The Rotherham United loan striker’s time on Wearside was anything but a love affair and the wind coming in from the nearby North Sea will have felt biting cold.
Brought in amid considerable fanfare at the end of the winter window in 2019 with the machinations of arguably the most staggering transfer in lower-division history captured in full in a Netflix documentary series entitled ‘Sunderland ‘Til I Die’, Grigg had a big target on his back from day one if things did not go well.
There is nowhere to hide in the football-obsessed north-east, more especially when it goes awry on the pitch. They most definitely did for him.
Grigg – signed for a huge £3m fee which represents the biggest ever outlay by a League One club – mustered just eight goals in 62 appearances for the Wearsiders. It is a move which he instantly came to regret, having been happy at previous club Wigan.
Thankfully, for his sake, his time with Sunderland is now effectively over after joining the Millers on a season-long loan – with his contract at the Stadium of Light expiring next June.
The fact that the Black Cats allowed him to join a club who most expect to be a direct League One promotion rival in Rotherham underlined how much they wanted him to go.
On whether he was surprised at being allowed to join the Millers, Grigg acknowledged: “Yes. It wasn’t something I wanted to get too involved in, to be honest. I went to bypass that as quickly as possible.
“To be fair, the manager at Sunderland was good. He just wanted me to go out and enjoy my football. We spoke about where we were at and he said he wanted me to be happy again. He was very helpful and it wasn’t a stumbling block.”
The duty of care shown by Sunderland manager Lee Johnson to Grigg in attempting to facilitate a move is an indicator that while the forward had a fraught time in the north east, there were clearly people who still felt for him and recognised his plight.
A personable individual who speaks well, Grigg – far away from family and friends in his native Midlands – had to draw upon his depths of character in the most testing time of his career.
Times were bleak, but they ultimately did not drag him down and while his pride may have dented, his belief that he can prosper in the right environment and get back to the sort of goalscoring form that drew many admirers from his time at the likes of Wigan and Walsall did not.
The sort of good character who Millers manager Paul Warne invariably goes for, Warne finds himself at a club not too dissimilar from those two aforementioned teams in Rotherham and attempting to rewind the clock.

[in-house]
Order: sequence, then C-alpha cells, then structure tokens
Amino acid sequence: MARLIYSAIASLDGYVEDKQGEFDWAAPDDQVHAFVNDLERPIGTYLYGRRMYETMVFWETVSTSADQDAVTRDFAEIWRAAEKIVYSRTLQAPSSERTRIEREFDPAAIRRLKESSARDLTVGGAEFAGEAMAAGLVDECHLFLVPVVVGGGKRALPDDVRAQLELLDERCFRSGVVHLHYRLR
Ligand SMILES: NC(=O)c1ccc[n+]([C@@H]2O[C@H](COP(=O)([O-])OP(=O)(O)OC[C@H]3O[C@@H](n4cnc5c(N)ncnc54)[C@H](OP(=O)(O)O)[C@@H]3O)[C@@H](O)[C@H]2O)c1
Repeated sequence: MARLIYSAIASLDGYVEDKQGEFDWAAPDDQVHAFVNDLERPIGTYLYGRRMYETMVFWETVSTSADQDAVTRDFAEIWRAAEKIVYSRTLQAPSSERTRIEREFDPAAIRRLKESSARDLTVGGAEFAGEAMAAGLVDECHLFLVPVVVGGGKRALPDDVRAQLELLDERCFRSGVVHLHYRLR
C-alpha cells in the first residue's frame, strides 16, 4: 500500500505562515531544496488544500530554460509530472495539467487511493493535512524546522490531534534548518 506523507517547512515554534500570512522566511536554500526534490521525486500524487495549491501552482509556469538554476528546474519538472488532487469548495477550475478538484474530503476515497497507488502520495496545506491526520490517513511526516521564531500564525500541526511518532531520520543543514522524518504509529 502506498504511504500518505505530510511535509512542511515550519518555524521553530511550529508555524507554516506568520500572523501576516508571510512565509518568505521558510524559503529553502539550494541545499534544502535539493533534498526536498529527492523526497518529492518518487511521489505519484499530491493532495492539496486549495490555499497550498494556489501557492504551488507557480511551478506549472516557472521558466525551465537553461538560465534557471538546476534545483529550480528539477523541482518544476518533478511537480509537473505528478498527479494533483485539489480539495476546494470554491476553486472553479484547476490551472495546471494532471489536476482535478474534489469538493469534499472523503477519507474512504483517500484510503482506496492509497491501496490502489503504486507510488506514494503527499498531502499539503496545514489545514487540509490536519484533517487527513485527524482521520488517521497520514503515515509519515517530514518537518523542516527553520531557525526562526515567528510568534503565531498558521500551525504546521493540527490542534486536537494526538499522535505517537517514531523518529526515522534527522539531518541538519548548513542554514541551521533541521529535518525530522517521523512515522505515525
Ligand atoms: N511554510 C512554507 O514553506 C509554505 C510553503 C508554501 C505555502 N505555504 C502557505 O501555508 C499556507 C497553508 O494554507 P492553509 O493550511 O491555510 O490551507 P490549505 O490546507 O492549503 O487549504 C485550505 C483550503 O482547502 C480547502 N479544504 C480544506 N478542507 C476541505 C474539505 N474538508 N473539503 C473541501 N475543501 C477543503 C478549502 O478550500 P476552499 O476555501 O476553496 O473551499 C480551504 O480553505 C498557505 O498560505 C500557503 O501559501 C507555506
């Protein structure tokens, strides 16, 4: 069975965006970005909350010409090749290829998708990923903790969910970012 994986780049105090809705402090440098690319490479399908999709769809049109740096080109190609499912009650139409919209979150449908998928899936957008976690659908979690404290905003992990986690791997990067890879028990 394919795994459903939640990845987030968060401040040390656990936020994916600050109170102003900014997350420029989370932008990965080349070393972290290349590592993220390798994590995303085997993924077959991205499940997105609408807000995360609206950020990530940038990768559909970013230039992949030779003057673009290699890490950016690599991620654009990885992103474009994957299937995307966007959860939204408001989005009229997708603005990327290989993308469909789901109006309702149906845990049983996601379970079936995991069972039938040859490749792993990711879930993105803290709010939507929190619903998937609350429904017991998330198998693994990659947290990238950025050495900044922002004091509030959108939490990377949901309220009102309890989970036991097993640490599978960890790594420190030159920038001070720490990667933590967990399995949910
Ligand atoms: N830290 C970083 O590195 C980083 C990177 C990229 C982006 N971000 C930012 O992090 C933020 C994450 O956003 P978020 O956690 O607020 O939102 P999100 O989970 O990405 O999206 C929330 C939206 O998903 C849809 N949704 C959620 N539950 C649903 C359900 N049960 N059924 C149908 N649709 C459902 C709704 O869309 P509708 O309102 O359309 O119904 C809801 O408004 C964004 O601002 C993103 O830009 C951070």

The 30-year-old continued: “The main thing it (Sunderland) has done is make me look back at my successful times, my happy periods.
“It gives you that extra bit of motivation and drive to get back to that place.
“I have been at my best when I have been happy and I have been happy because I am playing well. When you are doing well, you do not think about it at all. It will be nice to get back to that place and just really enjoy it again.
“Everyone sees the glamorous side of it. But at the end of the day, footballers are still humans, we are still people. We go through ups and downs and have emotions, just like everyone in life. It has not been easy at all.
“But I’m not going to sit and moan and make excuses. It is in the past now and I am looking forward to being with Rotherham.
“I am out of contract at the end of the season, so I have essentially cut ties with the club. I will look out for their results. But I am a Rotherham player now.
As to whether he would consider a longer-term stay at Rotherham if things go well, Grigg added: “One hundred per cent. It is not something we have spoken about, but if the loan goes well, it is definitely something we will consider further down the line.”
While the price tag on his back at Sunderland will have felt like a millstone, there is also something else which has stalked Grigg relentlessly for the past few years and is liable to make him cringe.
No article about the striker is complete without reference to the parody song ‘Will Grigg’s on Fire’ – with the chant being an adaptation of the dance classic ‘Freed From Desire’ by Gala. It was first sung by Wigan followers in homage to his goalscoring exploits in Lancashire.
The downloaded track achieved a cult following in the UK and Germany during Euro 2016 when he was on international duty with Northern Ireland.
It would not be a song of choice these days for Grigg, were he to appear on ‘Desert Island Discs’, but if Millers fans are singing it in the coming months, it might just be a sign that all is well again.
“It’s definitely not in any of my playlists, I can tell you,” Grigg said.
“It was good at the time, good fun and it raised a lot of money for charity. I don’t personally listen to it, but if I score a few goals and the fans start singing it, I won’t be complaining.”